Dear Levin and Storlazzi, I am a part of the Yale Alumni Phone caller program. I strongly urge you to augment financial aid. Our alumni are becoming discouraged from contributing because Yale (in their opinion) is not doing much to help the middle class. You best augment financial aid or you will lose the support of many alums along with students that must choose between Harvard, Princeton, and comparable schools. Act now!

  • Anonymous

    This story broke on the day I received my Alumni Fund contribution request. In the past, I have given regularly and been glad to do so. But the Harvard announcement and Yale's rather underwhelming response, combined with the widely-touted success of David Swensen's management of Yale's endowment in the past few years, are giving me pause as I consider how much or, indeed, whether to donate this year.

  • Anonymous

    One thing for Yale (and Harvard) to consider in this new for Harvard and, mark my words, soon to be new world of financial aid for Yale is the effort which parents did, or did not make, to save for their kids' college educations. Is the reason they can't afford tuition because they live in a McMansion, buy 2 new $50k cars every 3 years, take expensive vacations, etc? My family has always lived way below its means so we could save for expensive tuitions and so we could have money to retire too. Many (most?) people do not do this, figuring that somehow they'll get by. Now some of them will get by. Sometimes I wish I had been more shortsighted and my kids, too, would have been eligible for financial aid.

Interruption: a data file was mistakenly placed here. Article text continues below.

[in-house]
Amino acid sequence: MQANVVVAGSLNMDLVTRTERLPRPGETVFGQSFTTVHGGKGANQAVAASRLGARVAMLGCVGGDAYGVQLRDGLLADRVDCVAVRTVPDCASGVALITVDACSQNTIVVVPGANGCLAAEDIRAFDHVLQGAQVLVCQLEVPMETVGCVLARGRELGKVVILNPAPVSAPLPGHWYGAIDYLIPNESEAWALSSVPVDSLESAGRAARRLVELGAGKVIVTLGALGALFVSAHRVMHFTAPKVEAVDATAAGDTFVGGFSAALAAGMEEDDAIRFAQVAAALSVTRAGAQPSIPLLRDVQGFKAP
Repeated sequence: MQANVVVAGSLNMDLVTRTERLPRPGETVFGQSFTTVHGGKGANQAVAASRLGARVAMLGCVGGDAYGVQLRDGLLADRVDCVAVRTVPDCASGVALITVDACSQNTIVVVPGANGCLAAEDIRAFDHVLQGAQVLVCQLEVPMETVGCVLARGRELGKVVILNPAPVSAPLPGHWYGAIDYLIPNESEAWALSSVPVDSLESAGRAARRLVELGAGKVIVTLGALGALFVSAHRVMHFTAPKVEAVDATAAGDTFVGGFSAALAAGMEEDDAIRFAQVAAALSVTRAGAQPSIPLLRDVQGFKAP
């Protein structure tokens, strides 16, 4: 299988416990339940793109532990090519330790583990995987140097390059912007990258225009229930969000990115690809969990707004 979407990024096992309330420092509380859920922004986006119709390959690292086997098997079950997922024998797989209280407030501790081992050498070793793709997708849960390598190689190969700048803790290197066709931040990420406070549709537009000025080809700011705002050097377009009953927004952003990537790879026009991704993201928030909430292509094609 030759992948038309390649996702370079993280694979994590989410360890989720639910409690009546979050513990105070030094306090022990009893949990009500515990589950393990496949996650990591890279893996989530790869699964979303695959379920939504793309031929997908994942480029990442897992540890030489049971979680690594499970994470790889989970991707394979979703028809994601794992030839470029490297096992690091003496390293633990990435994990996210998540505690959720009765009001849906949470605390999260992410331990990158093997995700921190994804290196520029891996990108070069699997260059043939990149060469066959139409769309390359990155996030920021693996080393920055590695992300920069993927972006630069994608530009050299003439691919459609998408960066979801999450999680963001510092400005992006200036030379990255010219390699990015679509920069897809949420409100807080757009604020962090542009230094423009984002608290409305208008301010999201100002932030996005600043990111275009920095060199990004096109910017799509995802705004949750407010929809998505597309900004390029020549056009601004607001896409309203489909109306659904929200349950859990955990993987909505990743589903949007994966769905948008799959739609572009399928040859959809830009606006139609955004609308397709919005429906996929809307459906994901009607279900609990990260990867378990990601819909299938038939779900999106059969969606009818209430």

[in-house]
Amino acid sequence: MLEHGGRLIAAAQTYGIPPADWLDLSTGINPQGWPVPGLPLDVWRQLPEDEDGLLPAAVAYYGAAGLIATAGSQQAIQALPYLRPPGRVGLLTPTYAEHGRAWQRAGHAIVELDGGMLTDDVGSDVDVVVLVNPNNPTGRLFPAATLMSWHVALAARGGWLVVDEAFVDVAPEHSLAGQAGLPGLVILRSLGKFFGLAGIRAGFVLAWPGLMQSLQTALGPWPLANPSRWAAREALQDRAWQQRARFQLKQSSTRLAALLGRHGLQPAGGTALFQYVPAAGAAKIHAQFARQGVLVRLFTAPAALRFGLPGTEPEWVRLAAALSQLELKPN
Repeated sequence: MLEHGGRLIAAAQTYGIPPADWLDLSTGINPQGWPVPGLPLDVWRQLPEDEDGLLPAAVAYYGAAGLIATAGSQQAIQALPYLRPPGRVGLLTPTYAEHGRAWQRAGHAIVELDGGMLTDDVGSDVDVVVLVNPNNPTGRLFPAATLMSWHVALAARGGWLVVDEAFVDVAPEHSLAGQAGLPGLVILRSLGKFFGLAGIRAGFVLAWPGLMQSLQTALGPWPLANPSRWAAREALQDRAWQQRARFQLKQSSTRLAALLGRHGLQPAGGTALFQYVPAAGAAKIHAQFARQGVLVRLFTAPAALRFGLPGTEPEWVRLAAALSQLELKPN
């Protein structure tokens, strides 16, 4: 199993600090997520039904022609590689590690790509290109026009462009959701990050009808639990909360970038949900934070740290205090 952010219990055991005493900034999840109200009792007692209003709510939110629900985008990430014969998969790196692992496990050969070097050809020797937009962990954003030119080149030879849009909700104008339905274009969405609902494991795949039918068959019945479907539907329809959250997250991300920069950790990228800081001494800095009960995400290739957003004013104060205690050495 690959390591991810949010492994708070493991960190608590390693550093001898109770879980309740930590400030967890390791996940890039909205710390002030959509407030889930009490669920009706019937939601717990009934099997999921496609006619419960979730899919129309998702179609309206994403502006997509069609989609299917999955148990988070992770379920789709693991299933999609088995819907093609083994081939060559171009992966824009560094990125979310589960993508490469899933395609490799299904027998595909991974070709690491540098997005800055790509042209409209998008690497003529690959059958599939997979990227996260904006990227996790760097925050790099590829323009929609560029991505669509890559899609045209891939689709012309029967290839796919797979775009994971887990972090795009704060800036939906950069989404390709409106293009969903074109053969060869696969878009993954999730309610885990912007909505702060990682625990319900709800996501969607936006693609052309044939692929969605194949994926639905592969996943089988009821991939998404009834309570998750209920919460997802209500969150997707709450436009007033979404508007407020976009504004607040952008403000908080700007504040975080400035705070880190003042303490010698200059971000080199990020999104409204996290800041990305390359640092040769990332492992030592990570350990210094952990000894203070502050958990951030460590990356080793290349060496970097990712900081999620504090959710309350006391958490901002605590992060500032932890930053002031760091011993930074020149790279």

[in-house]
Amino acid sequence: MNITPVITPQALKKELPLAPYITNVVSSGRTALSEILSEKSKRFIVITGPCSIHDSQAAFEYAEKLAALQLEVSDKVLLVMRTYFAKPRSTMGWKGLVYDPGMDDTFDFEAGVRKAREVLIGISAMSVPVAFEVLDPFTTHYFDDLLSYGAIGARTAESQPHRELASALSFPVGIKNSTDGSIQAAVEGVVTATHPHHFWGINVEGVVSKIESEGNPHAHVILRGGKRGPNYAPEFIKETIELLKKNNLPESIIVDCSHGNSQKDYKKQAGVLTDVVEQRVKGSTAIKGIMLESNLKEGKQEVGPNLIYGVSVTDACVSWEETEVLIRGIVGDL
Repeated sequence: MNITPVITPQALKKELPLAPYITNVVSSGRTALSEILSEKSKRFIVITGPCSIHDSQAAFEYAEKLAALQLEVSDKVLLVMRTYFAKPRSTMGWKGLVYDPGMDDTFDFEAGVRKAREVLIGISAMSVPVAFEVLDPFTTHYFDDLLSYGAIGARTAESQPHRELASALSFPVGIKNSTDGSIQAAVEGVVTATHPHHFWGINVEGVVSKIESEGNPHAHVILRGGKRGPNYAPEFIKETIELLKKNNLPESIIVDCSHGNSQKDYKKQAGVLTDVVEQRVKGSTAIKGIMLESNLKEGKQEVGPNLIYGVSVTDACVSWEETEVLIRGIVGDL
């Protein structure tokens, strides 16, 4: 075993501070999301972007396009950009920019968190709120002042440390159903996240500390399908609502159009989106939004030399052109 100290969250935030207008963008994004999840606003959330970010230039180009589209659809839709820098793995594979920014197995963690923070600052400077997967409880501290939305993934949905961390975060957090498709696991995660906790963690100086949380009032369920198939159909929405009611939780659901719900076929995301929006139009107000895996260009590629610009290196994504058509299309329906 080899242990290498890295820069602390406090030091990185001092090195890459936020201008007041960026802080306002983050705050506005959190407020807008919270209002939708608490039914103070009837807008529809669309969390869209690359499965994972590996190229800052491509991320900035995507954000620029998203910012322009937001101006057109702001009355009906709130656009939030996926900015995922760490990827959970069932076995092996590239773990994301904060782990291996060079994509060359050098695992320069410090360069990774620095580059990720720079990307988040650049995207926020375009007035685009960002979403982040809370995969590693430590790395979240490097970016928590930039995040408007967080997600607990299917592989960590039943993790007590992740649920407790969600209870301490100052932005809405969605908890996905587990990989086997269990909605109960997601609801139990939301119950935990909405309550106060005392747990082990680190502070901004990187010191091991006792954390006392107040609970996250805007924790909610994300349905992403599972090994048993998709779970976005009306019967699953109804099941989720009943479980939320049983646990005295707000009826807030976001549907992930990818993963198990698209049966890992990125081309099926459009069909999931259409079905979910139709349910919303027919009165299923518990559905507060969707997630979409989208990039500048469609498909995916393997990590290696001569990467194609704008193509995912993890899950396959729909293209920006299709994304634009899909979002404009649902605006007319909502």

• Anonymous

    Yale has a $300 million plan for new residential colleges? Yale won't need two new colleges if it doesn't change its financial aid plan. What is Yale's rule in terms of financial aid? Everybody gets to struggle, except for the wealthy?

    So my suggestion? Take that $300 million and put it into financial aid.

    And I know the admissions office cares about beating Harvard, but who gives a crap about Harvard. What about me? A student? Don't my financial needs count more than just keeping up with Harvard?

  • Anonymous

    I think what President Levin is planning to announce is a major cut in tuition to make Yale more affordable. A $4,000 per student cut would cost $20 million - less than what Harvard's increased financial aid will come to.